J.P. Crawford signs five-year deal with Mariners

SEATTLE, WASHINGTON - OCTOBER 02: J.P. Crawford #3 of the Seattle Mariners reacts after scoring on a single by Mitch Haniger #17 during the eighth inning against the Los Angeles Angels at T-Mobile Park on October 02, 2021 in Seattle, Washington. (Pho

The Seattle Mariners announced they have signed shortstop J.P. Crawford to a new five-year contract ahead of Friday's season opener against the Minnesota Twins.

The new deal overrides the contract he'd signed to avoid salary arbitration for the 2022 season and carries through the 2026 season. Via Jeff Passan of ESPN.com, the new deal is worth $51 million.

"This is a fun way to kick off our season," general manager Jerry Dipoto told reporters in Minneapolis. "I mentioned what an integral part J.P. has become here on the field, in the clubhouse, in our community. It's something we've been working on for a little while now and to be able to bring it home before we start our season is just a great way to start

Crawford, 27, hit .273 last season for the Mariners with 89 runs scored, 37 doubles, nine home runs, and 54 RBI. After winning a Gold Glove in 2020, Crawford was a finalist for the award again last season as he's developed into one of the best defensive shortstops in baseball.

"I love Seattle," Crawford said. "I've loved it ever since I put on the jersey for the first time. I really wanted to stay here ever since then, and so I'm really happy for this opportunity."

The Mariners acquired Crawford and infielder Carlos Santana from the Philadelphia Phillies in trade in Dec. 2018. Seattle sent pitchers Juan Nicasio and James Pazos, and shortstop Jean Segura. Crawford, a former first-round pick of the Phillies in 2018, had stalled out in the Philadelphia organization and the trade to Seattle served to revitalize his career.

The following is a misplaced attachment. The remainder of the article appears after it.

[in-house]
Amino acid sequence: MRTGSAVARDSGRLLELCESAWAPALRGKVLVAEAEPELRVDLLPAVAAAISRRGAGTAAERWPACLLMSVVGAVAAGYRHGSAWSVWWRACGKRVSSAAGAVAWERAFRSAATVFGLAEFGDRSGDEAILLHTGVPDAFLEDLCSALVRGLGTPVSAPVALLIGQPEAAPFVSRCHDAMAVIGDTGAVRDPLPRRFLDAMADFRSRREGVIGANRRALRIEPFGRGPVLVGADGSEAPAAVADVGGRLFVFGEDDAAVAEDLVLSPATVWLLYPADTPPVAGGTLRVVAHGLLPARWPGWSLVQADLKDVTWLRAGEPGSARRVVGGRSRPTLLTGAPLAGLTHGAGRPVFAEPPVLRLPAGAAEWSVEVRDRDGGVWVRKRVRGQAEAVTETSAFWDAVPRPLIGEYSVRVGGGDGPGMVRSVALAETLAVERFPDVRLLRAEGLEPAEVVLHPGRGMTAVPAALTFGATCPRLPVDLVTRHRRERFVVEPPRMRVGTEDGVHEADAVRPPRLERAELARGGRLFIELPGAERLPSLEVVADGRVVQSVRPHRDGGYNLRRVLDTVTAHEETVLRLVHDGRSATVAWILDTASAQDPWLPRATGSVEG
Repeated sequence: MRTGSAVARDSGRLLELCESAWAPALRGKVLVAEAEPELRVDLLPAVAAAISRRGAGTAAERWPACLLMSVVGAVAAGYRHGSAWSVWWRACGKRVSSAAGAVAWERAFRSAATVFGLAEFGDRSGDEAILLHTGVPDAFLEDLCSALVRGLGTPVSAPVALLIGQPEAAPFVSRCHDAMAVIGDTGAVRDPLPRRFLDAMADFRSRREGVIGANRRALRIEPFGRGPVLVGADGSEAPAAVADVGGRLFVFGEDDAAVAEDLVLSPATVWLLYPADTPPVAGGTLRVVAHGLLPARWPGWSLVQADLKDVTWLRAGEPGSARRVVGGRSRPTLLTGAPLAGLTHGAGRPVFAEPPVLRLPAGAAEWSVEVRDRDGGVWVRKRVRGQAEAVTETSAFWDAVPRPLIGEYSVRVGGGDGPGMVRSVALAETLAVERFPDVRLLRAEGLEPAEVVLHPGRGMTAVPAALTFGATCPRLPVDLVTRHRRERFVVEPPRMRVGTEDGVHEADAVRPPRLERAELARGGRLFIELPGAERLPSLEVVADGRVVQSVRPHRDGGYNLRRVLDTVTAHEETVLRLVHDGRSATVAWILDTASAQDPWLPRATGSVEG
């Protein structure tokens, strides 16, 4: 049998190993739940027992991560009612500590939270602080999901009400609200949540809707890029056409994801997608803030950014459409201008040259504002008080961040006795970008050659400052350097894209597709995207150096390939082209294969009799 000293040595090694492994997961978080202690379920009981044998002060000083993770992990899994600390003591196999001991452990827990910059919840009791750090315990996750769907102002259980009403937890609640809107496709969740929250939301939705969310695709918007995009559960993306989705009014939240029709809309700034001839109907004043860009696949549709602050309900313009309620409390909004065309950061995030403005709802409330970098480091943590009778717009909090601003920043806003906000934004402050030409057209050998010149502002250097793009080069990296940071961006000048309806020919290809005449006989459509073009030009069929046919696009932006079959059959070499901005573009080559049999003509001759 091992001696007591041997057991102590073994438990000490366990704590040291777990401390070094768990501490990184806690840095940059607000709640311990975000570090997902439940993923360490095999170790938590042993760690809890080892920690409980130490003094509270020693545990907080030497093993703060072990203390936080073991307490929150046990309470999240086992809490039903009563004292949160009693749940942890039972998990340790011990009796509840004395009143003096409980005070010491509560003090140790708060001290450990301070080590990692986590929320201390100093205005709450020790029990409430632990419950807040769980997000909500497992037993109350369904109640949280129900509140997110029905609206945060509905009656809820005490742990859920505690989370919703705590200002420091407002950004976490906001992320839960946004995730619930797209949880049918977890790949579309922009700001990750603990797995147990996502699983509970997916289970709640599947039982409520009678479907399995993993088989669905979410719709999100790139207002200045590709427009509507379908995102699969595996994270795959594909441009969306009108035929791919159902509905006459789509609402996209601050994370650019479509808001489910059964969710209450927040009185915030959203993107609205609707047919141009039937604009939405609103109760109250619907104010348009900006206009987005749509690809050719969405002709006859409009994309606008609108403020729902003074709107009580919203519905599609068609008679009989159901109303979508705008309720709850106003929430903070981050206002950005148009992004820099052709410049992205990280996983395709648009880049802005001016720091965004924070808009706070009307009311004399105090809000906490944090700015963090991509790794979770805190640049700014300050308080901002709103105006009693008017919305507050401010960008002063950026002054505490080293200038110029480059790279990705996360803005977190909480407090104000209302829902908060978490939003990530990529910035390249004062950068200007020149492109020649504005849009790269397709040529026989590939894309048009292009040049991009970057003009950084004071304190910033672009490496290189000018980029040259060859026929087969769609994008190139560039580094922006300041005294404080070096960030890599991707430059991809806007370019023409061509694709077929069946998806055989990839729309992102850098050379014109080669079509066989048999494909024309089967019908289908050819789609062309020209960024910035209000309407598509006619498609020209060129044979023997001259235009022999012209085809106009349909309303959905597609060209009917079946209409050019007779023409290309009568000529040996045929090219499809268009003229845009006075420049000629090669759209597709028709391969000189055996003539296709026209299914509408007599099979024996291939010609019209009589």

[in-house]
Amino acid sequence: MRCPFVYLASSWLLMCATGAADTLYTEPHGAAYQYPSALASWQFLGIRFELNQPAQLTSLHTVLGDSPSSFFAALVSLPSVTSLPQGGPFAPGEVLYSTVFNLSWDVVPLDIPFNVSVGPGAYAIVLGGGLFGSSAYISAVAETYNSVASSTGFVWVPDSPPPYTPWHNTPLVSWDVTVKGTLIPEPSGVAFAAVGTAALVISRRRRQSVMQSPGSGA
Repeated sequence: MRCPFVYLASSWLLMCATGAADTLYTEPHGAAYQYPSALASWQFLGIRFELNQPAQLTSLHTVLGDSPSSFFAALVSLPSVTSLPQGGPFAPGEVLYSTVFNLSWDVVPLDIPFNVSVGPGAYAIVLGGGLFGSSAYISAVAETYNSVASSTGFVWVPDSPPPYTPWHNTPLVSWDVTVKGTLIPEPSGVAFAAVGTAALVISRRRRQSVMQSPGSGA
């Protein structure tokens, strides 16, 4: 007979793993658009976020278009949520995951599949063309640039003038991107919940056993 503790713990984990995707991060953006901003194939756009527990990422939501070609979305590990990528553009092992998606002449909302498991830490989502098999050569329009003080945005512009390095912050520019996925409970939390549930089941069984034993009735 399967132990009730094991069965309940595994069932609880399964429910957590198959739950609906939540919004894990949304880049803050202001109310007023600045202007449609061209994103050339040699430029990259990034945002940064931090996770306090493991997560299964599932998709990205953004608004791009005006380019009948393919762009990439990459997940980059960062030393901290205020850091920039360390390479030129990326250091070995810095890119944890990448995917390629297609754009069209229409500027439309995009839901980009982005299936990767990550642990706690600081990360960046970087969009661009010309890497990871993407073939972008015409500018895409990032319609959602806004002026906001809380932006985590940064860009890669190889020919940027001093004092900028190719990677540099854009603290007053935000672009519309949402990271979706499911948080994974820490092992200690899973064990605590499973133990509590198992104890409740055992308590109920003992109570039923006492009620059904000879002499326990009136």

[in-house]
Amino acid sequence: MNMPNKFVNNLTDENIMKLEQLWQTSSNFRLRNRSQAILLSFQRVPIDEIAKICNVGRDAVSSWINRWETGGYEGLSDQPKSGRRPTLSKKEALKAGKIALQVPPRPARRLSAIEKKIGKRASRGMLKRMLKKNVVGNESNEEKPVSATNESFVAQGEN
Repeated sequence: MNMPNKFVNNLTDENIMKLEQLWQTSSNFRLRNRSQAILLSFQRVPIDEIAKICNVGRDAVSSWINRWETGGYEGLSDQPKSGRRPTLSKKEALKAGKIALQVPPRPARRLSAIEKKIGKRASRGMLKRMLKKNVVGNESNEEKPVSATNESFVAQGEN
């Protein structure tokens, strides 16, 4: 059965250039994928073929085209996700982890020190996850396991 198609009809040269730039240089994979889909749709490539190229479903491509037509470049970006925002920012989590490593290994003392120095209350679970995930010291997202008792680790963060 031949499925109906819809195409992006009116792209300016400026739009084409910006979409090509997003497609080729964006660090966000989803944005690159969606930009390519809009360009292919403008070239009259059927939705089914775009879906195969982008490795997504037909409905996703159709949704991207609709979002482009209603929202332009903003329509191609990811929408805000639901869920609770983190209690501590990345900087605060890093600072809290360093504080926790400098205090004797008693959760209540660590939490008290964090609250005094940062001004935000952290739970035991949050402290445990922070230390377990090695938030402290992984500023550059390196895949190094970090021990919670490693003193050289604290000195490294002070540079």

"Being traded was the best thing that ever happened to me," Crawford said.

Crawford credited former Mariner Dee Strange-Gordon for helping him claw out of "a dark place" he felt he was in with his baseball career.

"He took me under his wing and showed me how to really love baseball again," Crawford said. "He showed me the passion for it again. He just taught me how to have fun again out there and reminded me that it's just baseball. You've been doing it since you were 7-8 years old, so to go out there and have fun. This is the big leagues so don't take anything for granted."

In three seasons in Seattle, Crawford has hit .256 with 18 home runs, 65 doubles, 124 RBI and 165runs scored. Along with Marco Gonzales and Mitch Haniger, Crawford has been among the team's most vocal advocates and has pushed for the team to raise its expectations. Crawford hopes to carry the Mariners back into the playoffs and beyond.

"I don't know if we have a more competitive player," Dipoto said. "And when the stakes rise, he has a knack for kind of rising with it. And that was never more apparent than toward the end of last season."

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